By Rhiannon Butlin
On Friday, Katie *shoutout* explained the etymology of the word amateur, that is, a lover of something, and it made me realise the value of inexperience, of the power of being un-knowledgable – if that is a word.
Imagine, for example, a young child watching with unedited awe a magician perform a magic trick. At this moment in time, before she ever becomes aware of the dexterous physical mechanics behind slight of hand, she is able to experience complete, unblemished, magic.
At university, whilst studying Literature and Writing, I realised that knowledge is a double edged sword. When you bring greater understanding to a passion, you risk undergoing a fatal disenchantment with something you once found mesmerising. Spending years poring over the written form and its construction means seeing words laid out on the page like metal cogs in a clock; laid completely bare they can begin to appear tarnished if they have been crafted with anything less than the utmost skill.
Most Literature students would struggle to flick their way through trashy chick lit (or dick lit for that matter, which we’ll all accept is a literary genre and not something I’ve invented in the name of fairness) without stumbling over it’s inelegance. Whilst, at first that appears to be a benefit it means that the easy relaxed consumption of something you once held dear becomes a highly conscientious task. Any flicker of awe is now reserved for work which transcends your level understanding. That, in itself, is a painful loss.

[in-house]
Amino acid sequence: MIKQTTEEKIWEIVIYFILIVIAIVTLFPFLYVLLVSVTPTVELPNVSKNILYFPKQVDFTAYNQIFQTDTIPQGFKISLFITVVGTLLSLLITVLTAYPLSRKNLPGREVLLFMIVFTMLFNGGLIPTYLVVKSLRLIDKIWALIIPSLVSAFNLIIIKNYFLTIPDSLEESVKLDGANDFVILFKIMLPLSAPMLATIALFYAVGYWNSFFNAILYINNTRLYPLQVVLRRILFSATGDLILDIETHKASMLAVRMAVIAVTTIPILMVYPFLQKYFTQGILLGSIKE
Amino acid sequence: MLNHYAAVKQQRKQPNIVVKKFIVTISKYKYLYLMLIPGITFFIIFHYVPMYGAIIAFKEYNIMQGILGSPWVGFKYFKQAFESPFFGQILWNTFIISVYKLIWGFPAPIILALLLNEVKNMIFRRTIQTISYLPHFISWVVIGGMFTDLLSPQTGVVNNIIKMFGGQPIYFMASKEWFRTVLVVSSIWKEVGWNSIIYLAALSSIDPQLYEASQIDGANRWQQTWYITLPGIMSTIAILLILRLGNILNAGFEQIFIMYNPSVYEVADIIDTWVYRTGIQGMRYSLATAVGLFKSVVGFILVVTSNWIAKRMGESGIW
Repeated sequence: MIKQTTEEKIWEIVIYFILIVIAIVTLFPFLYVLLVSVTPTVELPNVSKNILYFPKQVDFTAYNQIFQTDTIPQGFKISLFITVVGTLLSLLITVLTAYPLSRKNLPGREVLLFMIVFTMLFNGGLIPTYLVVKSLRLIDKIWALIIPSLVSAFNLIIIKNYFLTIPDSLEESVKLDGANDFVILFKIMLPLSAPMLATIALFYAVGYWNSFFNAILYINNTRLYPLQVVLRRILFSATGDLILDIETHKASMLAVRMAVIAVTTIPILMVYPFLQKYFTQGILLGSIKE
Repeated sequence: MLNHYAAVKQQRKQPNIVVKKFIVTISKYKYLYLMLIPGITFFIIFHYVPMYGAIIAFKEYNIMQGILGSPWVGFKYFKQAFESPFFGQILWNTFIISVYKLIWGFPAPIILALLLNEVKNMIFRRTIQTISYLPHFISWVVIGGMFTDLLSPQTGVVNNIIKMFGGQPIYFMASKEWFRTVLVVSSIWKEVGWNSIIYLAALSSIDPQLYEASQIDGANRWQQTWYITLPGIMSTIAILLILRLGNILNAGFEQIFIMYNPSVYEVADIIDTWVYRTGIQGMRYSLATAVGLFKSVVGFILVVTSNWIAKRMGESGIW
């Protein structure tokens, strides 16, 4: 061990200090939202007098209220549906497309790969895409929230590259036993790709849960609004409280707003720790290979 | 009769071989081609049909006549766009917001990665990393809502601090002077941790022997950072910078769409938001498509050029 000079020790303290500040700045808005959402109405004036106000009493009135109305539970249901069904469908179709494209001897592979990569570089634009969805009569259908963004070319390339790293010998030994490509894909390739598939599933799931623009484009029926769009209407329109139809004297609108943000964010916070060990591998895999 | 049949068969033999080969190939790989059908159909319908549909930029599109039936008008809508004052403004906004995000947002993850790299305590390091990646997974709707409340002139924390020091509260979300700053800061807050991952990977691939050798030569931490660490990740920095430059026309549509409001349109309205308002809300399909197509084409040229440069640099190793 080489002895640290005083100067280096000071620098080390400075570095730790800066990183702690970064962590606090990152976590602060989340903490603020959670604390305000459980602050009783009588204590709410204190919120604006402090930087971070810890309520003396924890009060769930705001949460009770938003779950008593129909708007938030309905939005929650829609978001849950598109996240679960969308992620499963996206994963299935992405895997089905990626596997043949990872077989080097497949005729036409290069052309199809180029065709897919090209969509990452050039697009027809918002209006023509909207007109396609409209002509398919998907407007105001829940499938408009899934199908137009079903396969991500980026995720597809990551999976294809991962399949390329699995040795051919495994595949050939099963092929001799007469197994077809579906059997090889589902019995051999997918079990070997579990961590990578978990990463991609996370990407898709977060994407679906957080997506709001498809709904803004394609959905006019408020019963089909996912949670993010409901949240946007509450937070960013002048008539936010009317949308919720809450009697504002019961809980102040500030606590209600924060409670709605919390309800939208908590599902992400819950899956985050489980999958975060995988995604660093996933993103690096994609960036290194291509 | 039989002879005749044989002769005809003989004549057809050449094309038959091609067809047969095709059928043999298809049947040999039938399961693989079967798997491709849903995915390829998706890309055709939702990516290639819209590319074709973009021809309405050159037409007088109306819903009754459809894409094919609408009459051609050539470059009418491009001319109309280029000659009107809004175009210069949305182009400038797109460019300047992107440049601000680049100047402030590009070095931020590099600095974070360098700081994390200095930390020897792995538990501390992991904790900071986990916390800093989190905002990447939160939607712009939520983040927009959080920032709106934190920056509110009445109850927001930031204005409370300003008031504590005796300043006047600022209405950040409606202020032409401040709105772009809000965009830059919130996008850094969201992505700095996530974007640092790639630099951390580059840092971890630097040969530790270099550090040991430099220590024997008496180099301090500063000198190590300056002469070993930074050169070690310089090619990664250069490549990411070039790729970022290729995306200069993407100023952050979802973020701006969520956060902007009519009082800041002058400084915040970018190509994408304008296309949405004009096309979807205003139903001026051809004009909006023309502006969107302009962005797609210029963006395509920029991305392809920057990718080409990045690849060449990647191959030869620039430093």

I’m reading Toni Morrison’s most recent novel right now. It’s not very good. It appears to be a watered down version of her best work. Perhaps to make it more marketable, at her age I can imagine a healthy pension would be rather tempting. But whatever the reason, it’s a real shame for anyone to be exposed to the flaws of someone they admire deeply.
I’m sure people involved in art, music or any other interest came to a similar realisation the more they studied their craft. Heroes and heroines soon became little more than human beings. It’s for this very reason that the collective consciousness agrees that meeting your idol is never a good idea.
Which is why Katy reminded me that the value of lack of understanding rarely occurs to us until after the warm glow of astonishment is removed from in front of our eyes. Perhaps why adoration is attributed not to the expert but to the novice. The same is surely true of advertising.
So I’m thinking, live it up now, and maybe when we’re all in our mid-eighties we’ll realise how lucky we were when we had no f•••ing idea what we were doing. Peace out.